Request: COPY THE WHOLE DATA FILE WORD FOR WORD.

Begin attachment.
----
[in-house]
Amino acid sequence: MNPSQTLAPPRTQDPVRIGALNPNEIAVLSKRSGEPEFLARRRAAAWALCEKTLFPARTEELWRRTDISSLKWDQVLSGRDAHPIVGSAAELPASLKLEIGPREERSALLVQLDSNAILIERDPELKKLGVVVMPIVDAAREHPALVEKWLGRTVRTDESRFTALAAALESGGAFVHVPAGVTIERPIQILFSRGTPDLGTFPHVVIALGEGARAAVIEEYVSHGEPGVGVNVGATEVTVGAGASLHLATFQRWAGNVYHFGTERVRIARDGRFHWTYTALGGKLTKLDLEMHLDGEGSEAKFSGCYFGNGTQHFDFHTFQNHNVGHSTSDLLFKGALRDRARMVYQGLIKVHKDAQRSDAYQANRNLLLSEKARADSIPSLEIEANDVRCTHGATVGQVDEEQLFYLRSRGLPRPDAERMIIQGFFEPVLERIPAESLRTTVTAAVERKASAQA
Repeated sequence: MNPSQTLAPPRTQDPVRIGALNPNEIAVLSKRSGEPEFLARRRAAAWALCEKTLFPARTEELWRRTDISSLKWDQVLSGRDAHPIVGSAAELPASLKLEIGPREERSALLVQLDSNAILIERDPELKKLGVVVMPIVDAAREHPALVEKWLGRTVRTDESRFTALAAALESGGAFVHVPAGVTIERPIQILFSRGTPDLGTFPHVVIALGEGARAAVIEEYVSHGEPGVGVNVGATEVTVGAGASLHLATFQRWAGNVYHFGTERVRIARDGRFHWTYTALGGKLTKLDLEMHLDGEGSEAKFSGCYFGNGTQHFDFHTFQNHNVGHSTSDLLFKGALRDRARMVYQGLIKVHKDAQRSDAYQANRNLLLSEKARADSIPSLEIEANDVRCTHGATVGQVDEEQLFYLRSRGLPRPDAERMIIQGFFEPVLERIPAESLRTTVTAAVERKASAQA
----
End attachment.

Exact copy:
[in-house]
Amino acid sequence: MNPSQTLAPPRTQDPVRIGALNPNEIAVLSKRSGEPEFLARRRAAAWALCEKTLFPARTEELWRRTDISSLKWDQVLSGRDAHPIVGSAAELPASLKLEIGPREERSALLVQLDSNAILIERDPELKKLGVVVMPIVDAAREHPALVEKWLGRTVRTDESRFTALAAALESGGAFVHVPAGVTIERPIQILFSRGTPDLGTFPHVVIALGEGARAAVIEEYVSHGEPGVGVNVGATEVTVGAGASLHLATFQRWAGNVYHFGTERVRIARDGRFHWTYTALGGKLTKLDLEMHLDGEGSEAKFSGCYFGNGTQHFDFHTFQNHNVGHSTSDLLFKGALRDRARMVYQGLIKVHKDAQRSDAYQANRNLLLSEKARADSIPSLEIEANDVRCTHGATVGQVDEEQLFYLRSRGLPRPDAERMIIQGFFEPVLERIPAESLRTTVTAAVERKASAQA
Repeated sequence: MNPSQTLAPPRTQDPVRIGALNPNEIAVLSKRSGEPEFLARRRAAAWALCEKTLFPARTEELWRRTDISSLKWDQVLSGRDAHPIVGSAAELPASLKLEIGPREERSALLVQLDSNAILIERDPELKKLGVVVMPIVDAAREHPALVEKWLGRTVRTDESRFTALAAALESGGAFVHVPAGVTIERPIQILFSRGTPDLGTFPHVVIALGEGARAAVIEEYVSHGEPGVGVNVGATEVTVGAGASLHLATFQRWAGNVYHFGTERVRIARDGRFHWTYTALGGKLTKLDLEMHLDGEGSEAKFSGCYFGNGTQHFDFHTFQNHNVGHSTSDLLFKGALRDRARMVYQGLIKVHKDAQRSDAYQANRNLLLSEKARADSIPSLEIEANDVRCTHGATVGQVDEEQLFYLRSRGLPRPDAERMIIQGFFEPVLERIPAESLRTTVTAAVERKASAQA